Dec 212011

Those of you who know me well will be aware that I have been trying to catch up with lesser spotted woodpecker in the UK for the last two years.   As one had been sighted at East Blean Wood recently we decided to give it a go.

East Blean Wood in Winter

When we arrived there was an eerie silence which gave us a little concern, but from the car we could see blue tit and a small flock of redwing perched in a nearby tree.   We got out of the car to get a better look, by which time only one was left.    We took a walk to the right of the car park which we had tried earlier in the year as we knew this led to some large oak trees where we hoped to see some birds.   Along the way we heard some blue tit, but the main movement was wood pigeons and gulls which caught our attention on numerous occasions.

As we moved on to another path we ended up in two groups with Sally and Irene some way behind Malcolm and myself.  A bird call rang out – I thought a woodpecker but Sally thought it was more like a kestrel, we couldn’t see the owner of the call so continued on our way.

It went that way!

Suddenly a whistle from Sally called us back.  She had just seen the lesser spotted woodpecker.   Irene had seen movement in the top of a tree but then lost the bird, Sally had caught up with it just as it flew but it had the unmistakable parrellel bars on the wing.   We decided to give some time and wandered around gazing at all the tree tops, we then retraced our steps back to the car park, following the direction that the bird had flown, but to no avail.   So my quest continues.

We moved on to Reculver and had a picnic lunch in the shelter of the visitor centre.   Then we took to the walk along the seawall.   Large numbers of brent geese and mute swan were in the fields, with another 60 or so brent in the sea.   A large flock of linnet and about a dozen goldfinch were feeding on the rough growth along the shingle ridge.   Oystercatchers, grey plover, redshank, turnstone, dunlin, ringed plover, herring gull and the occasional great black-backed gull shared the beach and shoreline.    Red breasted merganser flew across the bay, along with a couple of divers of indeterminate species.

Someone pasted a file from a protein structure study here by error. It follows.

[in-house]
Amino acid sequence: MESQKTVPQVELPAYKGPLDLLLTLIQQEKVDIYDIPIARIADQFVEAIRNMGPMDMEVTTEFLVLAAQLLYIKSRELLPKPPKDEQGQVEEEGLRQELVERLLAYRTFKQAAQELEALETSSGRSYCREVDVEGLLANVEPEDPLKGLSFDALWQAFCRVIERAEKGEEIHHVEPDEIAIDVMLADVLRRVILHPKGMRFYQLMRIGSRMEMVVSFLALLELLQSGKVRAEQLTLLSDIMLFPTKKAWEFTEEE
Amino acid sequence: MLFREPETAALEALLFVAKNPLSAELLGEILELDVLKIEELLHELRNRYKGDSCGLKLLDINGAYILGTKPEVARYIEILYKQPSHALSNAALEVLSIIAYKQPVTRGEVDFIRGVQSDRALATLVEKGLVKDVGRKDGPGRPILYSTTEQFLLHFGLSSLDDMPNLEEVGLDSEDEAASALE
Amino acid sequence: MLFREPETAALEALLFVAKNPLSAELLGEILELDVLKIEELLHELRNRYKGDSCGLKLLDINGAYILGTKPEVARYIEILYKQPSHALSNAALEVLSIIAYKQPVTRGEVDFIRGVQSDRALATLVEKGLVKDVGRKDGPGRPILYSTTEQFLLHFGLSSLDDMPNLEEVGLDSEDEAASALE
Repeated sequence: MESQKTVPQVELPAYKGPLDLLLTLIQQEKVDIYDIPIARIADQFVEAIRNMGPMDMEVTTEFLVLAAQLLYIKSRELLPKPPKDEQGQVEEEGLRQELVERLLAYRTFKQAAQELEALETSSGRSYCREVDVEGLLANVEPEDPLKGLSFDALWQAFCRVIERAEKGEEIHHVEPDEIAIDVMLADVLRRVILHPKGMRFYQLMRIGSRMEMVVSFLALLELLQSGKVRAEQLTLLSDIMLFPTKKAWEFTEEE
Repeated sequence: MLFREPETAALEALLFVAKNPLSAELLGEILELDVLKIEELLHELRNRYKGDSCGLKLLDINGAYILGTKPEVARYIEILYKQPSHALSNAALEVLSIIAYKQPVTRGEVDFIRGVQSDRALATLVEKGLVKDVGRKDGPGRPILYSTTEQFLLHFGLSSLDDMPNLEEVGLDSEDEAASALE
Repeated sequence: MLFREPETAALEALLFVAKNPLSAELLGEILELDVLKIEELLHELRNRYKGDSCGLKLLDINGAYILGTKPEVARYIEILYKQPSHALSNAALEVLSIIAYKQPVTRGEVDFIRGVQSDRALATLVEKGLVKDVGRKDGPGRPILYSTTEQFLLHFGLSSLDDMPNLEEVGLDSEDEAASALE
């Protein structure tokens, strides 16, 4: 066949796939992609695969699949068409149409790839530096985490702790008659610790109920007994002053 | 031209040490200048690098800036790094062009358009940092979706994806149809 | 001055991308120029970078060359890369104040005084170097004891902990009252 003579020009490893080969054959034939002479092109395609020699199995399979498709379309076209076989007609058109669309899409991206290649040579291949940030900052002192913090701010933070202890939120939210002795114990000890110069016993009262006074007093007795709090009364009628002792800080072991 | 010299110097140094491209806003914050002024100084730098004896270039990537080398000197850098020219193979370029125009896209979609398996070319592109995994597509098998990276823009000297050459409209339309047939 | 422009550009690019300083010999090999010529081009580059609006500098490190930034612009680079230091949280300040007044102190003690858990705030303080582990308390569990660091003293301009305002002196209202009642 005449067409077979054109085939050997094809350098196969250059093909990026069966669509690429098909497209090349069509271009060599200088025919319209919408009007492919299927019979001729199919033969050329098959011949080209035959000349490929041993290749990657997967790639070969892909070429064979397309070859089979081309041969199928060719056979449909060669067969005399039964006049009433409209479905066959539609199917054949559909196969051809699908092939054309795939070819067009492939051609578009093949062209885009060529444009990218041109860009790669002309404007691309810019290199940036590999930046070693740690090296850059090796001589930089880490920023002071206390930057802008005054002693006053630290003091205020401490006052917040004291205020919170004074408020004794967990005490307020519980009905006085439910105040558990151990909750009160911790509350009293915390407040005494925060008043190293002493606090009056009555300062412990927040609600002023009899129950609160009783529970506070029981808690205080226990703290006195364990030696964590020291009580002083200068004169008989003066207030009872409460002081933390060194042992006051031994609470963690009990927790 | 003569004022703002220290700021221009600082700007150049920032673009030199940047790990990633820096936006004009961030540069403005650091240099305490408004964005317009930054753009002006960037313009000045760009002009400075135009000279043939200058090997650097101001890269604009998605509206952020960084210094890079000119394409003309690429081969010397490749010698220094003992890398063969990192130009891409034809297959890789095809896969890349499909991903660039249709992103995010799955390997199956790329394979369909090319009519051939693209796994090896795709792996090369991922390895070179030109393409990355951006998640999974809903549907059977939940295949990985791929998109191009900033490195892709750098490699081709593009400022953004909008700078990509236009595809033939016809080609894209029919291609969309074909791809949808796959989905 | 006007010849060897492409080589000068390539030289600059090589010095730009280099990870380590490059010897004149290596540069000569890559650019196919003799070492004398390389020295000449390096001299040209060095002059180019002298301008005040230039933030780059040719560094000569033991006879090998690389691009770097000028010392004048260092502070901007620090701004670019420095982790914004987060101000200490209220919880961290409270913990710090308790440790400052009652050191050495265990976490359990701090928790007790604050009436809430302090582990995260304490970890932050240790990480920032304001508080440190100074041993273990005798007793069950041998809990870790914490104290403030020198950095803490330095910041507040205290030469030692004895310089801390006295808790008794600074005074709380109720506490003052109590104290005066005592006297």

A short-eared owl was perched on a sign post on the far side of the fields behind the path, with the telescope we had great views.   A female marsh harrier was hunting along one of the reed filled ditches.   As we scanned the redshank, I noticed a whiter sturdier bird with a slightly longer bill – a spotted redshank.

Short-eared Owl

We continued along the seawall hoping for snow bunting, but all we disturbed were more linnet, goldfinch and several meadow pipits.

As we walked back to the car park several groups of cormorant were flying inland, presumably to roost.   We counted at least 30.   Although it was a grey day and the shortest of the year, we still had a great time.


Reculver Towers

P.S.   I’ve just been reading about lesser spotted woodpecker on the RSPB and BTO websites.  They are considered red conservation status in the UK, with a dramatic decline in numbers.  The last estimate of population was in 2000 when surveys showed around 1400 to 2900 breeding pairs.   This figure is considered to be a overestimate.   Perhaps I need to put a bit more effort in next year!


  8 Responses to “On the trail of the Lesser Spotted Woodpecker!”

Comments (8)
  1. I didn’t see or even hear the lesser spotted woodpecker! The decline of this bird seems to have continued over the last few years and, along with other woodland birds, its seems likely that the decline will have been greatest in the south east. The Blean has long been good for lesser spots and most reports in Kent still come from this area. How many breeding pairs of lesser spotted woodpeckers are there in Kent?

  2. We saw a female Lesser Spotted Woodpecker on the 4th December 2011 at Canons Park (Edgware, Middx) NW London RSPB Group birdwalk. It was under observation for at least half an hour. If you are in the area contact us in advance and we could try to locate it again.
    I live in Cockfosters not far from Trent Country Park which is often good for Lesser Spotted Woodpeckers in early spring. Regards, Bob Husband
    R. A. (Bob) Husband, RSPB Group Leader, NW London RSPB Group (

    • Thanks Bob, I’ll take you up on that one. Unless of course I catch up with one in Kent this winter . .

    • Thanks Bob, I’ll take you up on that one. Unless of course I catch up with one in Kent this winter . .

  3. How common are the greater spotted woodpeckers? I’ve just seen one in my garden in Gravesend?

    • hello Ryan
      thanks for your question. The greater spotted woodpecker is quite common in the UK – normally found in woodlands and parks, but often turn up on people’s bird feeders if you live quite close to some trees. The Lesser Spotted is a much rarer bird, which is why our group are so keen to find them.

      The RSPB’s website has a bird guide that may be of some use: Greater Spotted Woodpecker

      • Thanks Alan, I’ve just never spotted one before so was quite suprised! I missed the sparrowhawk who visited our garden not long ago so was quite pleased I actually got to see the woodpecker! I’ll have a look at the bird guide now.